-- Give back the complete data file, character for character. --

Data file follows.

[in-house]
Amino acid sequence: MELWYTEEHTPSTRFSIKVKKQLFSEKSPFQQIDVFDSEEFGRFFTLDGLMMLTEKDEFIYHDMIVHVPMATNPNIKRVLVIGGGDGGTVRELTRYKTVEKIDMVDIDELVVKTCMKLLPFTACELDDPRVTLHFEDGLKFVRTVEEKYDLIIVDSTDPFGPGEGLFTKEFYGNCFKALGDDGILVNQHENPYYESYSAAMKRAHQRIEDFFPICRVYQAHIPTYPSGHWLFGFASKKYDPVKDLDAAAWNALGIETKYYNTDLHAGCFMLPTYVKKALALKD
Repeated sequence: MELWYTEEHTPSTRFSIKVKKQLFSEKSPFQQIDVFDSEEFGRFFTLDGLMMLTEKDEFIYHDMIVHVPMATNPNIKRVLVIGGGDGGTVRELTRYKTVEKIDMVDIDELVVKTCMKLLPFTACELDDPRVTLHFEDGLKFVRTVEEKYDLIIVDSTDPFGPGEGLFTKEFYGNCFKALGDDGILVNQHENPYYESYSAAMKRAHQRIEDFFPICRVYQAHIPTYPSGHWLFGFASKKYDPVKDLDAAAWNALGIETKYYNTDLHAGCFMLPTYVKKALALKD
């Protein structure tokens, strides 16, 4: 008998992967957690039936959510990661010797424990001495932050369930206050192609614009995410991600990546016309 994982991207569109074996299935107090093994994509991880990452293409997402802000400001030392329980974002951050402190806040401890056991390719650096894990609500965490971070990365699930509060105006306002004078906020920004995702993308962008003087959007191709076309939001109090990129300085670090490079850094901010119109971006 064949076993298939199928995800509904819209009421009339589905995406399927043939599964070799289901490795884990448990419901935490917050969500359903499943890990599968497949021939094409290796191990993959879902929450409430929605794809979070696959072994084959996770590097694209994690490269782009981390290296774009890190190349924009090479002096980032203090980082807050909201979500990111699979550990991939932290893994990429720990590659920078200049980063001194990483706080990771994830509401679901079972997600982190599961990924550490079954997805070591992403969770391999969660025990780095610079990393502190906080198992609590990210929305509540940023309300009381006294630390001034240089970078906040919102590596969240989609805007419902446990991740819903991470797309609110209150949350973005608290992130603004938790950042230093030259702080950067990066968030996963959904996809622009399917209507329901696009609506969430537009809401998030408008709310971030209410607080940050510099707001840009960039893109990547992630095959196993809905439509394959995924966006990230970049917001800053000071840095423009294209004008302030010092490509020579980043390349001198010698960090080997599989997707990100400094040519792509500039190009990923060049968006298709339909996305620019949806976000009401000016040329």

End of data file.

[in-house]
Amino acid sequence: MELWYTEEHTPSTRFSIKVKKQLFSEKSPFQQIDVFDSEEFGRFFTLDGLMMLTEKDEFIYHDMIVHVPMATNPNIKRVLVIGGGDGGTVRELTRYKTVEKIDMVDIDELVVKTCMKLLPFTACELDDPRVTLHFEDGLKFVRTVEEKYDLIIVDSTDPFGPGEGLFTKEFYGNCFKALGDDGILVNQHENPYYESYSAAMKRAHQRIEDFFPICRVYQAHIPTYPSGHWLFGFASKKYDPVKDLDAAAWNALGIETKYYNTDLHAGCFMLPTYVKKALALKD
Repeated sequence: MELWYTEEHTPSTRFSIKVKKQLFSEKSPFQQIDVFDSEEFGRFFTLDGLMMLTEKDEFIYHDMIVHVPMATNPNIKRVLVIGGGDGGTVRELTRYKTVEKIDMVDIDELVVKTCMKLLPFTACELDDPRVTLHFEDGLKFVRTVEEKYDLIIVDSTDPFGPGEGLFTKEFYGNCFKALGDDGILVNQHENPYYESYSAAMKRAHQRIEDFFPICRVYQAHIPTYPSGHWLFGFASKKYDPVKDLDAAAWNALGIETKYYNTDLHAGCFMLPTYVKKALALKD
């Protein structure tokens, strides 16, 4: 008998992967957690039936959510990661010797424990001495932050369930206050192609614009995410991600990546016309 994982991207569109074996299935107090093994994509991880990452293409997402802000400001030392329980974002951050402190806040401890056991390719650096894990609500965490971070990365699930509060105006306002004078906020920004995702993308962008003087959007191709076309939001109090990129300085670090490079850094901010119109971006 064949076993298939199928995800509904819209009421009339589905995406399927043939599964070799289901490795884990448990419901935490917050969500359903499943890990599968497949021939094409290796191990993959879902929450409430929605794809979070696959072994084959996770590097694209994690490269782009981390290296774009890190190349924009090479002096980032203090980082807050909201979500990111699979550990991939932290893994990429720990590659920078200049980063001194990483706080990771994830509401679901079972997600982190599961990924550490079954997805070591992403969770391999969660025990780095610079990393502190906080198992609590990210929305509540940023309300009381006294630390001034240089970078906040919102590596969240989609805007419902446990991740819903991470797309609110209150949350973005608290992130603004938790950042230093030259702080950067990066968030996963959904996809622009399917209507329901696009609506969430537009809401998030408008709310971030209410607080940050510099707001840009960039893109990547992630095959196993809905439509394959995924966006990230970049917001800053000071840095423009294209004008302030010092490509020579980043390349001198010698960090080997599989997707990100400094040519792509500039190009990923060049968006298709339909996305620019949806976000009401000016040329």